North Summit sees growth, but facilities are fine
December 16, 2015
Worries about enrollment growth pushed the Park City School District into asking voters to support a $56 million bond for new facilities this fall. Similar concerns about growth have the South Summit School District beginning its own master-planning process.
The North Summit School District is not immune either, it seems. But unlike at the other two districts, the growth North Summit is experiencing is not cause for quick action. Superintendent Jerre Holmes said the district’s facilities are well-equipped to handle an unexpected but small surge in enrollment this year.
"We have been right around 1,000 students in our district for the 15 years that I’ve been here," Holmes said. "It’s hovered a little below or a little above that 1,000 the whole time. And this year, we have about 1,040, so this is the first time we’ve experienced a little growth, but certainly not growth that would require any kind of building. We’re not even close to that point.
But that doesn’t mean the district is without its challenges. Securing enough funding is one of the primary difficulties North Summit faces, as a rural district. It primarily struggles to keep the maintenance and operations fund fully replenished, Holmes said.
The district may have found a unique way to ease some of that burden. It is considering investing about $225,000 to replace the lighting in its buildings with more energy-efficient LED lights as part of the Summit Community Power Works energy project. That initial investment would come from the capital fund — where the district is healthier — but the savings would benefit maintenance and operations, the money used to pay the electric bill.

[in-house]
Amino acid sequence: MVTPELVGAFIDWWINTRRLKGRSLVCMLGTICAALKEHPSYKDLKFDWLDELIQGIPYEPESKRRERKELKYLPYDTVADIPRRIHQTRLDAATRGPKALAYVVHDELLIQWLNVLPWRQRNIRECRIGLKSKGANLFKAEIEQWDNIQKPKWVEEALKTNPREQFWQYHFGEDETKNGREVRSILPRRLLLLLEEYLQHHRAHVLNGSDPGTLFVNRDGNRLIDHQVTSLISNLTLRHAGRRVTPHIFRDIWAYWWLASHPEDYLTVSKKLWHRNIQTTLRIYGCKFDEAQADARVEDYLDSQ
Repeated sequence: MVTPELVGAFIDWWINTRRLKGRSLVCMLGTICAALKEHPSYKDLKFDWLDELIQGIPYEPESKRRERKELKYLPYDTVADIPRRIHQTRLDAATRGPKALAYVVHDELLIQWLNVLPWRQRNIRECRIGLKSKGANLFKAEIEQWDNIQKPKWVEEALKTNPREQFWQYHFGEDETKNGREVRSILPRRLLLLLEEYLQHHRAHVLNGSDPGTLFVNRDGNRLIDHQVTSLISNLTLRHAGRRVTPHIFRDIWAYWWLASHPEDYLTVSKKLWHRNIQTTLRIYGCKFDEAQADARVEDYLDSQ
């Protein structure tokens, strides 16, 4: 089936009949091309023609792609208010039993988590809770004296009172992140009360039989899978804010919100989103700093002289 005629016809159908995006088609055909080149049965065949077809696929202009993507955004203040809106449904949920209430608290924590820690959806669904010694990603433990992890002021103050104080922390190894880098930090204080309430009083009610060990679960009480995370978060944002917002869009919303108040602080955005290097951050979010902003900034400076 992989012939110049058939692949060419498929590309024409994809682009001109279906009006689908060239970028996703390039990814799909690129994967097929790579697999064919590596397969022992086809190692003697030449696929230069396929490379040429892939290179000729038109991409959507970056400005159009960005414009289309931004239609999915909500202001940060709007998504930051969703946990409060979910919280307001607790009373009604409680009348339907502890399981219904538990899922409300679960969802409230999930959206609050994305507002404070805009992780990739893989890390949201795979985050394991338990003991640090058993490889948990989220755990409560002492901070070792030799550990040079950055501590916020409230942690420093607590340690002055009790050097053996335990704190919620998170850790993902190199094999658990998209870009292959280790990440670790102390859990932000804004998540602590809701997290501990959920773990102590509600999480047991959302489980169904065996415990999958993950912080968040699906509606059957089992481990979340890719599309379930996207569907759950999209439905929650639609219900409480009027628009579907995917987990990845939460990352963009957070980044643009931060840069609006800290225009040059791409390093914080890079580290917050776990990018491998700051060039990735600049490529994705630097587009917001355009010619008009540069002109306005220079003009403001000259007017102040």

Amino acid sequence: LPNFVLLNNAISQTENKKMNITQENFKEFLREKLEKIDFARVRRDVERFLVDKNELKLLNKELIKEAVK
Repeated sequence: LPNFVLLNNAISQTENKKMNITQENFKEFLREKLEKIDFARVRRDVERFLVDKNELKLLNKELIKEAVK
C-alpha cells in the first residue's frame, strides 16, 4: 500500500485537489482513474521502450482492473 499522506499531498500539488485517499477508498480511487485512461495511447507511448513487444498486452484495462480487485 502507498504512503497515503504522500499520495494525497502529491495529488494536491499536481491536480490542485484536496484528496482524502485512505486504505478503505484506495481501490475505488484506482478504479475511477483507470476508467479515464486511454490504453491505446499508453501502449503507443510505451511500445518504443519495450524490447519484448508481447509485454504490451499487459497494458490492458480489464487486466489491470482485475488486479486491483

law, the district isn’t allowed to transfer money at its own discretion between the capital fund and maintenance and operations, but that, in essence, would do the trick.
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According to estimates, the district would save about $30,000 a year with the new lighting, Holmes said.
"$30,000 is almost Step 1 of our teacher salary schedule," he said. "It’s almost the value of a first-year teacher. That certainly doesn’t count their benefit package, but that amount of money in our district is big. That’s a lot of aides, a lot of professional training that we could do that we typically don’t have a lot of extra money laying around for. In a lot of districts, that money wouldn’t sound like a lot of savings but for us it’s big."
Holmes added that the district recently completed its annual audit. Overall, the district is in good financial shape as far as operations, but there remains little money for extras.
"We aren’t healthy by any means as far as being able to just get whatever we want, but we’re in decent shape," he said. "You have to say that very carefully because we wish we could compensate our people what they’re worth. So to say we’re in good shape depends on what your definition of that is. But we’re keeping up with what we need to do. I still hope the day will come when I get to see teachers compensated like they should be and I wish we could do that."
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